web analytics
April 20, 2014 / 20 Nisan, 5774
At a Glance

Posts Tagged ‘Orchos Tzadikkim’

Politics And Torah — Friends Or Enemies?

Friday, October 26th, 2012

Many trees upstate were damaged by the hurricane that swept through the East Coast at the end of last summer, and I was involved in finding the safest equipment to clean up the mess. I love trees and found the chore of cutting them down very difficult, especially knowing that the stately 60 year old trees would be impossible to replace. Even though we planted new trees, I don’t know whether I will be there to enjoy these new saplings when they are 60 years old. I realize that the storm waters that destroyed the trees came at His will, and He could just as easily cause miraculous growth so that the new trees would be as stately as they ones they replaced. We know that all is in His hands, and even though we are required to put forth our efforts, the ultimate success is dependant on His will. However, there always seem to be those certain areas where we forget that the Almighty is really running the show.

The Orchos Tzaddikim (Ways of the Righteous) explains: When a man splits wood with an axe, although it is the axe that is actually splitting the wood, the power doesn’t come from the blade, rather from the man who wields it. The blade is merely the instrument of cutting. Furthermore, one whose livelihood and needs depend on somebody else should not put his trust in that person; he should only place his trust in Hashem.

Imagine there are a hundred blind men, who are walking, one behind the other. Each one has his hand on his friend’s shoulder and is being led by the man before him, until they reach the front of the line where there is one man who can see. Each man in the line is not really leading the man behind him, even though it may seem that way. In reality, the seeing man at the head of the line is the one who is really leading them all. If the seeing man would detach himself from the group, they would all stumble and fall.

The Orchos Tzadikkim concludes, “Let a man take this to heart and reflect that there is no leader but the Holy One Blessed be He, and we are all like blind men, each being assisted and aided by his neighbor, and each neighbor being powerless to assist if not for the first Supreme Leader, the Giver of all, all of Whose ways are just.”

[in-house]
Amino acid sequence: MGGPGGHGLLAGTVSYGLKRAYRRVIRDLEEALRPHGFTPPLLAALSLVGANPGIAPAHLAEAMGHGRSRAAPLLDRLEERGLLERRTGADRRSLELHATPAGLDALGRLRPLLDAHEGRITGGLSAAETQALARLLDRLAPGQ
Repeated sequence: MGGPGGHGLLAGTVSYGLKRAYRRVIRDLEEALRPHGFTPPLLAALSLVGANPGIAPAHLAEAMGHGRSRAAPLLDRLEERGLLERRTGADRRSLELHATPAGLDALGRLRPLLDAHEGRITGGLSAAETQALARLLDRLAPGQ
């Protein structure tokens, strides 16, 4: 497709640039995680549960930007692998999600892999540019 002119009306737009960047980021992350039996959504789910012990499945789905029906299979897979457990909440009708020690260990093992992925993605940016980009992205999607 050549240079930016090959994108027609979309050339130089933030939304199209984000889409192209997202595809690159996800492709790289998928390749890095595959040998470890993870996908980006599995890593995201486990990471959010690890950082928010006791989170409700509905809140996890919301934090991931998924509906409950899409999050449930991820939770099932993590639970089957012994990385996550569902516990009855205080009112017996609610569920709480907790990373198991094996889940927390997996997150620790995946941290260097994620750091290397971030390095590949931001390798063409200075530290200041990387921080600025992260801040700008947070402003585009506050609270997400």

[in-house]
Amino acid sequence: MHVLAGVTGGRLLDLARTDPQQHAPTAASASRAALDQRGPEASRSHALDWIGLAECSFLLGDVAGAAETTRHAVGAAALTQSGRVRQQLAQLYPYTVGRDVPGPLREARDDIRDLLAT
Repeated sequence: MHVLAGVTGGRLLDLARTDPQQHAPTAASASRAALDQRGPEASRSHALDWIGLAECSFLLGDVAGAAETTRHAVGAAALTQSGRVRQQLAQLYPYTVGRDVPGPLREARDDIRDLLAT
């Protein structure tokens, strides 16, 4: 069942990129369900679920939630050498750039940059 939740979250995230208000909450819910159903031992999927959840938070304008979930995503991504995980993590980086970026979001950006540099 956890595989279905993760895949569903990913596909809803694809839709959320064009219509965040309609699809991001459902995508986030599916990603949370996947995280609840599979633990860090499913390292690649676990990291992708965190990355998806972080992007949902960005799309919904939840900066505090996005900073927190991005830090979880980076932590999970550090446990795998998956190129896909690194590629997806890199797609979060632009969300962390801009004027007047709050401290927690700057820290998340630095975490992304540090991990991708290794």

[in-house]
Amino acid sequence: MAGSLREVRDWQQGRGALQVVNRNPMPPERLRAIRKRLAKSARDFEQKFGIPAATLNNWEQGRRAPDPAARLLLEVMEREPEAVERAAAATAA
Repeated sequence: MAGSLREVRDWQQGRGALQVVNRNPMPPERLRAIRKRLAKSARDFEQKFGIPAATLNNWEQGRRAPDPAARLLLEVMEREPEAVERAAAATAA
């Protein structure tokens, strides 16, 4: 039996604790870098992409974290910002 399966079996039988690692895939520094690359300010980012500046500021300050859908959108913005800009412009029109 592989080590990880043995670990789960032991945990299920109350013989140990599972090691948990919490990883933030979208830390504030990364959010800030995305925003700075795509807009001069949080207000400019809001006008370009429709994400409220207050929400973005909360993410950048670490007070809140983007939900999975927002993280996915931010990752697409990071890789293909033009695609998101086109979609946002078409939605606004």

In our daily lives, there are many people who seem to be directing our happiness, success and welfare, yet it is really Hashem alone who is orchestrating our destined level of success. The puppets that are our bosses or political leaders are really just as “blind” as we are; yet we endow them with so much power. We become frustrated with them, despite their powerlessness to dictate our financial and personal successes.

We spend an inordinate amount of time obsessing, worrying, and arguing about our leadership on a national level. Ultimately, no matter how much research, time and effort we put into casting our individual votes, we don’t pick our government leaders. We expend so much time and emotional energy on the campaign issues (or non-issues) and the election fodder, that we often forget that when all is said and done, the final false promise is made, and the last vote is counted, it is only our Father in Heaven who both counts the votes and ultimately decides who runs our country.

Our relationship with Hashem is characterized in many different ways. One of the most important ways is Hashem as our King. However, this relationship may be lacking because most of us have never experienced the awe and respect one would have for a human king. Not many decades ago, people spoke of the government and its representatives, particularly the president, with respect. In the current climate, there is no expectation of respect for our leadership in the press, media, or in the population at large. While many of our leaders may not seem to be deserving of our respect, it is however, likely that this attitude reflects an overall lack of respect for authority that is prevalent today.

Printed from: http://www.jewishpress.com/judaism/parsha/politics-and-torah-friends-or-enemies/2012/10/26/

Scan this QR code to visit this page online: